Engineering Viruses Called Phages for Disease Treatment
A type of virus, phages, may hold the key to fighting bacterial pathogens in the future, particularly with the rise of multidrug-resistant bacteria. Phages are completely harmless to humans, but they can kill their bacterial hosts—if the bacteria do not mount a successful immune response. Researchers have already used phages to treat antibiotic-resistant bacterial infections and have bioengineered them to detect, separate, and concentrate particular types of bacteria.
The ability to rapidly engineer new phages for biosensing and disease treatment would be a critical advantage to human health. Important hurtles remain however, inhibiting the realization of phages’ full potential.
Sam R. Nugen, Food Science—in collaboration with Julie M. Goddard, Food Science, Joseph E. Peters, Microbiology, Martin Wiedmann, Food Science, and Haiyuan Yu, Computational Biology—is combining synthetic biology and machine learning to design and synthesize new phages as advanced diagnostic and therapeutic tools.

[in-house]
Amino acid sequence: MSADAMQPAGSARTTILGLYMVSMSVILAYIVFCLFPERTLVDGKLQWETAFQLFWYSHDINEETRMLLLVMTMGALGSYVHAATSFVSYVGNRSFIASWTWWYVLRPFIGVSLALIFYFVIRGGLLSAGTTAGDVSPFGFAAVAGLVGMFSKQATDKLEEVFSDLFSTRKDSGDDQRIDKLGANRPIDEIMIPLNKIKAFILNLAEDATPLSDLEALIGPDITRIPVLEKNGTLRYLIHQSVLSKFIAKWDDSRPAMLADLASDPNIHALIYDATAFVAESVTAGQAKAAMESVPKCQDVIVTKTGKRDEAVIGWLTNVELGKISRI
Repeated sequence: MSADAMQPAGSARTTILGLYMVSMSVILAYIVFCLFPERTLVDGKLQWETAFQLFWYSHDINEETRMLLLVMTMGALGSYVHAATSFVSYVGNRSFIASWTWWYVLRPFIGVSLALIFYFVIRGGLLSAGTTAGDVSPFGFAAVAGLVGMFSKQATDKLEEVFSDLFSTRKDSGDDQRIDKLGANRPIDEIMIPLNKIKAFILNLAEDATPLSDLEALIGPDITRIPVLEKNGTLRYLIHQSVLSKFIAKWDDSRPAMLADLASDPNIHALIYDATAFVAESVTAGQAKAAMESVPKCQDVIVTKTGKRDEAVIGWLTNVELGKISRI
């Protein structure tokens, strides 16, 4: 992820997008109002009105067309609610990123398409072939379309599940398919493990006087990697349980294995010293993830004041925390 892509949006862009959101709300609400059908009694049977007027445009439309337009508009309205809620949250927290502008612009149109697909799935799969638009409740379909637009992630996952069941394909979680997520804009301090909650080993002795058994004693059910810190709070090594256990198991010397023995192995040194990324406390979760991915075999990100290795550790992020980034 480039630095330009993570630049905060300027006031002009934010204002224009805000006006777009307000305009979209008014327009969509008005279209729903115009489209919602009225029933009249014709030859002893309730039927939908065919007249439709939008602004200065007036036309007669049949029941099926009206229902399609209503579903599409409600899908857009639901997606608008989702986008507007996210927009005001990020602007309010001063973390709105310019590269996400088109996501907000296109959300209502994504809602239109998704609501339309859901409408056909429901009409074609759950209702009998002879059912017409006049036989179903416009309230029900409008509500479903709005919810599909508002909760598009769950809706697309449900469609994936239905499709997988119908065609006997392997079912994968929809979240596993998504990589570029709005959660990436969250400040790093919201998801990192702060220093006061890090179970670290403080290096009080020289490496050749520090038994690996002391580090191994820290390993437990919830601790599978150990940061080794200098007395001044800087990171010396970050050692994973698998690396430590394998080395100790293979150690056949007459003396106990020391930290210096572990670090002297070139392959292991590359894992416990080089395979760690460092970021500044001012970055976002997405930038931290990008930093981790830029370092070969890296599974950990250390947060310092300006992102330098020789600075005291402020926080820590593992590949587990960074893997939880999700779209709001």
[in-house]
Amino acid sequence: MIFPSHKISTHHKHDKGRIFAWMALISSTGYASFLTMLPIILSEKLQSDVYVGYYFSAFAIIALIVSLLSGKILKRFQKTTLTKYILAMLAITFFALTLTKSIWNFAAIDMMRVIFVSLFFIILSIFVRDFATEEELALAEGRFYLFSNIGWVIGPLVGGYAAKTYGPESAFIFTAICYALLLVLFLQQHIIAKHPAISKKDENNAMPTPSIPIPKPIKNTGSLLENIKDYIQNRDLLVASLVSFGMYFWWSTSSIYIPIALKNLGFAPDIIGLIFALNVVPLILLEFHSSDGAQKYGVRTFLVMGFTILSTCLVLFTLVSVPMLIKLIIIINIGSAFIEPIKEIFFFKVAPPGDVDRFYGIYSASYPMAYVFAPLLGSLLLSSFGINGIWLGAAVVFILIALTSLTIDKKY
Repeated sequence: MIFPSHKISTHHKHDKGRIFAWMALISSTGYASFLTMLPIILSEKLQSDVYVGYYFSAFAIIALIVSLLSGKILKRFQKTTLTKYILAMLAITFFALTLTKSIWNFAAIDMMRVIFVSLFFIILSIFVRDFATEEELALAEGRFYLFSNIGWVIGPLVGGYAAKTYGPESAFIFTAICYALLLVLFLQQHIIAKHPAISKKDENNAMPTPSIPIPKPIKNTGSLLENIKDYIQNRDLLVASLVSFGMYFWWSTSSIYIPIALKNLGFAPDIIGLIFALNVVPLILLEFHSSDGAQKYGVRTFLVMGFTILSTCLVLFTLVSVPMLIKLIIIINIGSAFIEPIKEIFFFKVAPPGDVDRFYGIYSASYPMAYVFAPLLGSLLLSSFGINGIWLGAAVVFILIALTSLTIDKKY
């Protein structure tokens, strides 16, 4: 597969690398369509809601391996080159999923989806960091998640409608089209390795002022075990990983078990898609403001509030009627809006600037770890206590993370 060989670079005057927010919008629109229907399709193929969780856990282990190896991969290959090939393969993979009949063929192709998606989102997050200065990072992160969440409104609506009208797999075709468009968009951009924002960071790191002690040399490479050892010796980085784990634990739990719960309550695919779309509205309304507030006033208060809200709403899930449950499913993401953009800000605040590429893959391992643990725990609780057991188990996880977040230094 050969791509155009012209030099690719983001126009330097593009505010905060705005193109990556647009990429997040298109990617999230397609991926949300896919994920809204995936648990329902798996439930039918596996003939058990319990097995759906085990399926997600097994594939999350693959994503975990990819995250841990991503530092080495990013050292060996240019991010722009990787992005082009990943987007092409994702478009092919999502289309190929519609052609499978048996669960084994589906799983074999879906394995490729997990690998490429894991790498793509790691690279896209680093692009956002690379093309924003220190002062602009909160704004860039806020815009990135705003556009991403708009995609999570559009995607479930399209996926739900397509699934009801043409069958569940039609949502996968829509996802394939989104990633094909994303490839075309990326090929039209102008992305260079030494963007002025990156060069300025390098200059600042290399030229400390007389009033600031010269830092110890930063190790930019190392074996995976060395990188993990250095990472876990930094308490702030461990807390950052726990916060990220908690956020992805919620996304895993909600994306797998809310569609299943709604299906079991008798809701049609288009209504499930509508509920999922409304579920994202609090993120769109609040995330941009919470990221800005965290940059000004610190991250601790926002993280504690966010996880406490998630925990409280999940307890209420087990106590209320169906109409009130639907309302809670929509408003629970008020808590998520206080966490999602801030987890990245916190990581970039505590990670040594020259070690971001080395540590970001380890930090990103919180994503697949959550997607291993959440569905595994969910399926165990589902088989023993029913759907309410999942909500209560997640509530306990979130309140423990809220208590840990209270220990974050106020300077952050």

The project’s innovative approach uses top-down characterizations for bottom-up design and synthesis of novel phages. Nugen and his collaborators will modify phages to avoid a patient’s innate immune response, making a more effective therapeutic tool; develop magnetic phages for detecting and separating bacteria; facilitate faster design of phages that bind with specific bacteria through the use of machine learning tools; and bioengineer phages that interact with a broad but specified range of bacterial targets. The research will accelerate development of phage-based tools for rapidly detecting bacterial pathogens in human, food, and environmental samples and for treating diseases from multidrug-resistant bacteria.
NIH Award Number: 1R01EB027895-01